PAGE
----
Effective “Stop For Pedestrians” Signs Worth The Minimal Replacement Cost

Stop for pedestrians in crosswalk sign installation
A city crew installs a “Stop for Pedestrians” sign on Diversey Parkway in 2012.

An article in Monday’s Tribune confirmed what we already knew: Chicago’s “Stop for Pedestrians” signs have been taking a beating from careless drivers. In 2012, the city began installing the placards by crosswalks at unsignalized intersections. The Trib reported that 78 percent of the 344 signs installed have been replaced after motorists crashed into them.

The Chicago Department of Transportation estimates that a total of $265,000 has been spent so far to install and replace signs. Material and labor for replacing a sign at one location costs $550. Usually, two are replaced at the same time, which costs $920. Even so, the amount the city has spent on sign replacement comes out to roughly five cents per Chicagoan.

CDOT Commissioner Rebekah Scheinfeld told the Trib that this minimal expense is worthwhile. “The signs have gone a long way in increasing driver awareness of the four-year-old state law” requiring drivers to stop for pedestrians, she said.

Deputy Commissioner Luann Hamilton said the same thing at a Mayor’s Pedestrian Advisory Council Meeting earlier this month: “I think it’s worth $920 to put them out there, even at the frequency of every 6-12 months.”

The price tag for installing and replacing the signs pales in comparison to the price of losing life and limb to crashes. The Centers for Disease Control and Prevention estimated that pedestrian fatalities cost the Illinois economy $168 million in 2005. CDOT estimates the social and economic cost of each crash as $53,000 per injury, or $3.8 million per death [PDF].

48th Ward Alderman Harry Osterman endorsed the value of the placards, telling the Trib that his ward has “replaced our fair share of these signs, but people are slowing down and stopping” as a result. An Active Transportation Alliance study confirmed that signs are working. The report found that three times as many drivers stopped for pedestrians at Cook County crosswalks with the signs than at crosswalks without them.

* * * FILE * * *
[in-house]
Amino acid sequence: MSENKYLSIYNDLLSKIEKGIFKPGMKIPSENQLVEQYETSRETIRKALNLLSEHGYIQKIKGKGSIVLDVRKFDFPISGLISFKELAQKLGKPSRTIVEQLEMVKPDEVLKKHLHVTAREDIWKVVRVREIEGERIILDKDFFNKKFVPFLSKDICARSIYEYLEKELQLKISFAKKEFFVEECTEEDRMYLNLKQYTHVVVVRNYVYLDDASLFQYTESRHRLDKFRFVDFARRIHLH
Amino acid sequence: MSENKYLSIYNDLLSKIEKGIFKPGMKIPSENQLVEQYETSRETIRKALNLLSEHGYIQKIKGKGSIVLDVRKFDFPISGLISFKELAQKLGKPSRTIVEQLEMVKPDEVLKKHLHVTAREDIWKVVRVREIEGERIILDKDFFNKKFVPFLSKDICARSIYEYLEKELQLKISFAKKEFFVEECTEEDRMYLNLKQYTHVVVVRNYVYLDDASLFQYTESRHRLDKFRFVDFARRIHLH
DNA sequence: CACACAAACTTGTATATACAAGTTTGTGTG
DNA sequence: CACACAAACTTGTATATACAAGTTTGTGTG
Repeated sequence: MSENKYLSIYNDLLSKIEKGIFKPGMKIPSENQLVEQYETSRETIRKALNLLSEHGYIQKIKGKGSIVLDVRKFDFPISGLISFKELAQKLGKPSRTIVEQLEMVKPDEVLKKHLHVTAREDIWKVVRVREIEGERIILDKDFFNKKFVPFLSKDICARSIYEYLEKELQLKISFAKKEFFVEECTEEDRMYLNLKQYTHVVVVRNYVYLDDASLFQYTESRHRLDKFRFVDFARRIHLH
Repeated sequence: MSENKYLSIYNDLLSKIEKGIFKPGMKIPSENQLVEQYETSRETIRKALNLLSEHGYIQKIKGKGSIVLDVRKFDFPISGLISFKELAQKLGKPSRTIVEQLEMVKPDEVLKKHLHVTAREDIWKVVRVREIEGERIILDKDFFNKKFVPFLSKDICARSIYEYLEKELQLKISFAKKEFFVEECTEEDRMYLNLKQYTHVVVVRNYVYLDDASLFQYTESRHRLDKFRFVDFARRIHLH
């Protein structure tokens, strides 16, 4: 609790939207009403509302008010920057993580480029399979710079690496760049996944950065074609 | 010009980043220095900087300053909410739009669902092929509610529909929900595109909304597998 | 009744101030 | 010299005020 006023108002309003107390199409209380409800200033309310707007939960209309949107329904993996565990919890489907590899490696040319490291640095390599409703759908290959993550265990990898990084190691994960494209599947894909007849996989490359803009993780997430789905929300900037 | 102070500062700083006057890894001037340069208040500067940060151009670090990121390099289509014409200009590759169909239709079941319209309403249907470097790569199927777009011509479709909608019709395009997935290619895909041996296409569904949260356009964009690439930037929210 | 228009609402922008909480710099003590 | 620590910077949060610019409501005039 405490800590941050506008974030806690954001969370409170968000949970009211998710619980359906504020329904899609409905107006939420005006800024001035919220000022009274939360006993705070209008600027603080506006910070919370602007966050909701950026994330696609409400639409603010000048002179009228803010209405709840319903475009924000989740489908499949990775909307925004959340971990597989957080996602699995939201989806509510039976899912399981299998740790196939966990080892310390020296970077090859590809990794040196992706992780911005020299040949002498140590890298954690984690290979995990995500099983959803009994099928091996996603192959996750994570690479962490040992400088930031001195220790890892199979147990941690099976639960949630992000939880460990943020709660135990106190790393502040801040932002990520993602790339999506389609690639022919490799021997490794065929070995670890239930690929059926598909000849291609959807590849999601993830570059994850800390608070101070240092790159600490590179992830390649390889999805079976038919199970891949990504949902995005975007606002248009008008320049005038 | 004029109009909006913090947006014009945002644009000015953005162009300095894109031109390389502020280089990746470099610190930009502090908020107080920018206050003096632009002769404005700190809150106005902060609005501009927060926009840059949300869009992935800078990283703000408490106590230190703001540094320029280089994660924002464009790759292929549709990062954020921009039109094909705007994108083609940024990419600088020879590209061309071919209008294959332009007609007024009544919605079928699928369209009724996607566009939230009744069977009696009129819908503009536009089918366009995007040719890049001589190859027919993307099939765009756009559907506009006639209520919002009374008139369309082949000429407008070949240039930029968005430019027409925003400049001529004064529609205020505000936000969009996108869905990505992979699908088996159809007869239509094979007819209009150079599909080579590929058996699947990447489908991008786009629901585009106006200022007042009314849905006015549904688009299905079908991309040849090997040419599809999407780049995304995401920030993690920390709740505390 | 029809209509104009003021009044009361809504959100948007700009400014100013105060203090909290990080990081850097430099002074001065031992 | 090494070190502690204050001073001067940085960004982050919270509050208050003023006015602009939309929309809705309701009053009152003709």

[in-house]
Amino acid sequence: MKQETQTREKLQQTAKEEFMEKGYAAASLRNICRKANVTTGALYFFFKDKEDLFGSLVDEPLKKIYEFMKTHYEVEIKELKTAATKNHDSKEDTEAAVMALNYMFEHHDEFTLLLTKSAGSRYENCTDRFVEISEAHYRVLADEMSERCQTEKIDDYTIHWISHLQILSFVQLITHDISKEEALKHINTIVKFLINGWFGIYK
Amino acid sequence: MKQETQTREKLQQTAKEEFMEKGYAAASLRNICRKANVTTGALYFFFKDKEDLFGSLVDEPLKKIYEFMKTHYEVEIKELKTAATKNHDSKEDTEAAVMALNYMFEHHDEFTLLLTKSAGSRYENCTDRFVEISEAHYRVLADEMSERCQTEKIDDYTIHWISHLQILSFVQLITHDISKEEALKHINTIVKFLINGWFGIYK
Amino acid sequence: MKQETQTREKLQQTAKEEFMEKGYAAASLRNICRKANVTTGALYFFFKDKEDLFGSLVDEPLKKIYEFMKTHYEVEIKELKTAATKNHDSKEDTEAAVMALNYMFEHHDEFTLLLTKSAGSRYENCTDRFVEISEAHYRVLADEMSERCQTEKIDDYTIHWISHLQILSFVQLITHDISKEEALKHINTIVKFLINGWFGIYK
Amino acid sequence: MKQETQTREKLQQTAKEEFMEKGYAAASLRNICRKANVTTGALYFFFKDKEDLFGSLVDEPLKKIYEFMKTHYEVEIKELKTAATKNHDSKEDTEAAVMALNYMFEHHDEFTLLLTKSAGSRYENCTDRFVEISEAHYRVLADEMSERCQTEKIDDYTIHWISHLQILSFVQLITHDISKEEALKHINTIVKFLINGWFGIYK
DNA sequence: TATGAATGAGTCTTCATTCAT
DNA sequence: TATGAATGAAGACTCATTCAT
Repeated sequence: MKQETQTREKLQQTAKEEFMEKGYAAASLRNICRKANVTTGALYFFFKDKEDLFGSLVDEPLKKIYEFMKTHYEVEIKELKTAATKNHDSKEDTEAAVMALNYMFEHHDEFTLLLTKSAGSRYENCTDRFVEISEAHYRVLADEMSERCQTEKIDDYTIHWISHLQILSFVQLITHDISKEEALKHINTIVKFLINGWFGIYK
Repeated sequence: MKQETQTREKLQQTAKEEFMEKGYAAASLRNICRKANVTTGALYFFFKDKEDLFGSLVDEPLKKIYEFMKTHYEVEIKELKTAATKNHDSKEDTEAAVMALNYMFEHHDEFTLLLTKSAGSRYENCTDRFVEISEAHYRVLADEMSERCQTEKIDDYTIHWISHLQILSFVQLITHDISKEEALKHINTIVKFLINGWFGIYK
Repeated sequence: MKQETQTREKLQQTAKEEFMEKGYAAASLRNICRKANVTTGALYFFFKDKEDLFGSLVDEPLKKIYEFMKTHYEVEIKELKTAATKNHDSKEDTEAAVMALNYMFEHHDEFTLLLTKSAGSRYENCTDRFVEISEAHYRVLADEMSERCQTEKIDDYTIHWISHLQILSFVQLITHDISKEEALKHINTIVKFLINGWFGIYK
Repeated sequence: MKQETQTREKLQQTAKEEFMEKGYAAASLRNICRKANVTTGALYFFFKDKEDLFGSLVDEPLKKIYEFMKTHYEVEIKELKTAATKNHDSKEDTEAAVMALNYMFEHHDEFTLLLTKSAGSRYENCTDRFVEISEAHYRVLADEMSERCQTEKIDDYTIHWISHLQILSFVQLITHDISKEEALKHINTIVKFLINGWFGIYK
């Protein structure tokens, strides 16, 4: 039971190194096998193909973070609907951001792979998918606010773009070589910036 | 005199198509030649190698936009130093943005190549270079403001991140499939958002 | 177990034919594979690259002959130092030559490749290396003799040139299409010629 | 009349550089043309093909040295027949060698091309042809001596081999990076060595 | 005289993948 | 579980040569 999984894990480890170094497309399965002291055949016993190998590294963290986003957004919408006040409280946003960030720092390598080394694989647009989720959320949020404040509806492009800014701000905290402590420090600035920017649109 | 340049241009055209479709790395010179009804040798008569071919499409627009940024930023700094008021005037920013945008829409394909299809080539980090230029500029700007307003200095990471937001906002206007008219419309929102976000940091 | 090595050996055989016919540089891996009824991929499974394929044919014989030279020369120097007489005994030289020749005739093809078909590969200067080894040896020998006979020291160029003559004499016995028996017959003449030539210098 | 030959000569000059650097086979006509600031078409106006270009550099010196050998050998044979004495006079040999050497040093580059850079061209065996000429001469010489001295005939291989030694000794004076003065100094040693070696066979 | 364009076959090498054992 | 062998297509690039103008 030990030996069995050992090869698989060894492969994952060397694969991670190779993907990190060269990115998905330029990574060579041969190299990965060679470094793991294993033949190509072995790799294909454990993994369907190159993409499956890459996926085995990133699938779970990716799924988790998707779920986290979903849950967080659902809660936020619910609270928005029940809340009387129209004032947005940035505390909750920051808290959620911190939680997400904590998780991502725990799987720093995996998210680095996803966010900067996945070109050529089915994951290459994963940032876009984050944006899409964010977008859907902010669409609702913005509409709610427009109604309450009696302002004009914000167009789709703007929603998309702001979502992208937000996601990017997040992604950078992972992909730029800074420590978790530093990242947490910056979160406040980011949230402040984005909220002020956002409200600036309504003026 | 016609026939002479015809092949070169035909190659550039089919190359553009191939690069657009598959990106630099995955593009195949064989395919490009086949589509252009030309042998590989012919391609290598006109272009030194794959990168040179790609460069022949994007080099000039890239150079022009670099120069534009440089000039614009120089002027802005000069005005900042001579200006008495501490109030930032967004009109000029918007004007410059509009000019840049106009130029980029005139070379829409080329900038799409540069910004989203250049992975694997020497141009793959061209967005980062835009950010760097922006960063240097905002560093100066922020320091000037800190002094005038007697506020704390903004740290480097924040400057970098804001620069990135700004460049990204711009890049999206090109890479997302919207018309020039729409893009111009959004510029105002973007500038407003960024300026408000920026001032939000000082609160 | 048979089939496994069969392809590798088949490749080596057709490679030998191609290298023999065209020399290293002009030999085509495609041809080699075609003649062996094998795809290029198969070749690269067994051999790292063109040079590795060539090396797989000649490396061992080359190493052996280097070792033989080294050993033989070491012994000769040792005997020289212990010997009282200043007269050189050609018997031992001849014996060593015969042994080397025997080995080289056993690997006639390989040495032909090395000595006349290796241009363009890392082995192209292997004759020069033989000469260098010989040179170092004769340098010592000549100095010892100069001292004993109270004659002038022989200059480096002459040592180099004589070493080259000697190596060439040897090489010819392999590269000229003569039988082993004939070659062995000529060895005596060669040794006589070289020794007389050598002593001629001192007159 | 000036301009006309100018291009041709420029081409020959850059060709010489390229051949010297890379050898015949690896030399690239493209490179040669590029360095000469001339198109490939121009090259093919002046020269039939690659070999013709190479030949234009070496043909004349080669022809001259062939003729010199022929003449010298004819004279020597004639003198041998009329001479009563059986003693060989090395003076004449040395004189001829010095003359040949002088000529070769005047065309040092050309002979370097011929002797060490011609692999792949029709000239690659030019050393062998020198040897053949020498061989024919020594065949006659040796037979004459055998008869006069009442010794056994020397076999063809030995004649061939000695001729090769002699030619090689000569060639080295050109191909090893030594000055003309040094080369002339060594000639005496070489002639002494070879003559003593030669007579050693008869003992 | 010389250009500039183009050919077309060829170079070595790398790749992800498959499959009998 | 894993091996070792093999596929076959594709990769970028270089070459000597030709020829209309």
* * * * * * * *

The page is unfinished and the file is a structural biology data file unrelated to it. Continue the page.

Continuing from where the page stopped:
The signs themselves aren’t the problem here. Rather, it’s the reckless drivers who are running them over. If CDOT ever decides that replacing the signs is too expensive, here’s a more cost-effective alternative: crosswalk enforcement cameras. Washington, D.C. has installed the cams at 16 marked crosswalks to ticket drivers who fail to stop for pedestrians. A poll found that nearly 60 percent of people who don’t drive think the crosswalk cameras are a good idea.

Currently, the Chicago signs are bankrolled by menu money in wards where the alderman supports the initiative, which means that some parts of town aren’t getting their fair share. Scheinfeld said the fact that motorists are taking out so many of them shows that more traffic education and enforcement is needed on a citywide basis. “[The signs] are highlighting that there is a need to improve motorist awareness and rules-of-the-road compliance.”

  • what_eva

    Can’t remember if the comment was here or on DNA, but someone pointed out that the traffic stings that have been done around these zones should be bringing in over $200k in revenue. City should do more of those stings and put the ticket revenue into a fund dedicated to replacing and expanding these signs. Naturally, if a driver is caught knocking one down, s/he should be charged for the replacement.

    I wonder if there are any studies about whether these are more effective in the middle of the street vs at the sides where they might not be hit as often. eg, in front of Masonic hospital on Wellington, these same signs are set on the side of the street (one on each side). They’re still plenty visible to me, but it’d take a true comparison to find out if that’s still effective.